Minimum Wage: Ngige Consults AGF, Threatens To Sue Governors
The minister spoke on Sunday when he featured on the current affairs programme of Channels Television, Sunday Politics.
Workers under the aegis of the Nigeria Labour Congress and Trade Union Congress have called on the state governors to fully implement the N30,000 minimum wage approved by the Federal Government.
The workers, who spoke on Saturday at separate events held across the country to mark the International Workers’ Day, said the new minimum wage was not only their rights, but also non-negotiable.
The anchor, Seun Okinbaloye, who noted that while the move by the House of Representatives to move the issue of minimum wage from the Exclusive legislative list to the Concurrent list was still being debated, asked about the sanctions being proposed for states who have yet to implement the minimum wage.
Ngige said, “Why not? Did you read the Act well? If you read it, you will see the applicability of the Act. The applicability in Section 2 says ‘all parts of the country’…it is there. Section 3 also says (that) ‘N30,000 shall be paid’ – the operating word there is SHALL; it does not give you a room for picking and choosing, it is a must.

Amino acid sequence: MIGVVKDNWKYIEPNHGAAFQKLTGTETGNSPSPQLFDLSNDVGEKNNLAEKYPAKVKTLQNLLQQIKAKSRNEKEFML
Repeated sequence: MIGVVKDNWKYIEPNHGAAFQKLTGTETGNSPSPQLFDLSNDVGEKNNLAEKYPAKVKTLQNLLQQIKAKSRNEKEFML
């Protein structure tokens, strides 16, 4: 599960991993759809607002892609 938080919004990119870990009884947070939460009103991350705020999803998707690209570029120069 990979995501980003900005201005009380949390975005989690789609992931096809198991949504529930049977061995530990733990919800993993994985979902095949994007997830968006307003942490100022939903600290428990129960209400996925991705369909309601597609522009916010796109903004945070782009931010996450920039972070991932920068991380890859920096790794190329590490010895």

“The state governments that are not paying, they are breaching the law of the land. They are breaching the law.”
Responding to a question on what his ministry was doing about non-payment by states, Ngige said, “Don’t worry. You will see what I will do. That is why I said go and read that law.”
The minister added, “This minimum wage is different from a CBA – Collective Bargaining Agreement. This is a national law that says what you will pay…that you will always pay employees – workers – in your establishment. State governments are employers. Private sector people – UAC, banks and the rest if them – are private employers. But all of them are in this basket. They are caught in the web of this law, until it is repealed.
“For today, any state government or employer that goes and renegotiate the minimum wage like some of them are doing; their (labour) unions, they are running afoul of the law.”
Asked again what he was going to do, the minister said, “I’m already negotiating with the Attorney General of the Federation. The law permits me to take them to court. It is there in the law. I can take any employer to court. If governors have immunity (from criminal prosecution), I can decide to start from the Secretary to the State Government, Head of Service and go down to members of the State Executive Council; take them all to court. I can. I don’t need any permission.”